In 1946, an engineer was working near a piece of equipment known as a magnetron which is part of a radar system when he noticed that the radar emission at microwave frequencies melted the snack bar he had stashed in his pocket. Legends disagree as to whether it was a peanut cluster bar or a chocolate one, but the fact remains that rather than just mourning the loss of his snack, he did a little investigating.
He and his coworkers realized that focused beams of microwave emission—that’s waves of energy at frequencies near the radio frequency regime—will cause polar or electrically asymmetric molecules like water in food to rotate. This rotation produces thermal energy (aka heat) which then can quickly and nearly uniformly heat the food.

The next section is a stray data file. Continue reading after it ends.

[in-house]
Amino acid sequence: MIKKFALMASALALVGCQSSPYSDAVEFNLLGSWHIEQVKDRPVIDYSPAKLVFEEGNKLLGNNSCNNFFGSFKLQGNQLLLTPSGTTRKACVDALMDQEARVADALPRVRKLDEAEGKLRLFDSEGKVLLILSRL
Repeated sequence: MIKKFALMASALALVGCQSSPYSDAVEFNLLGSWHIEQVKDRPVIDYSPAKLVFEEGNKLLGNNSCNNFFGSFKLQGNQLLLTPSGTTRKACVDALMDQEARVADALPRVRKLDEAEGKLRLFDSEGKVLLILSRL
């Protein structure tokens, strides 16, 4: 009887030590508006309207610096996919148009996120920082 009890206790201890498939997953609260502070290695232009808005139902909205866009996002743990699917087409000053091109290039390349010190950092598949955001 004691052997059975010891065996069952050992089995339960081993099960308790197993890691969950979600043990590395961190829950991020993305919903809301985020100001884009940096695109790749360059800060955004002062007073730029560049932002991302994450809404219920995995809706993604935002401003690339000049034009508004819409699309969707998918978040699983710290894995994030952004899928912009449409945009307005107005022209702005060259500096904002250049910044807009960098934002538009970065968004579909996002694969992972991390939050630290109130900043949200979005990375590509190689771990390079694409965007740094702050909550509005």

The microwave was born and dinnertime around the world saw a revolution. The first thing those engineers tried to cook was popcorn. The second thing was an egg which, of course, exploded in their faces.
Now, according to the U.S. Census Bureau, 97% of households in the United States have a microwave. But how much does the average household understand how a microwave works? What misconceptions about our microwave use persist? Let’s take a look at four microwave myths that science has proven false.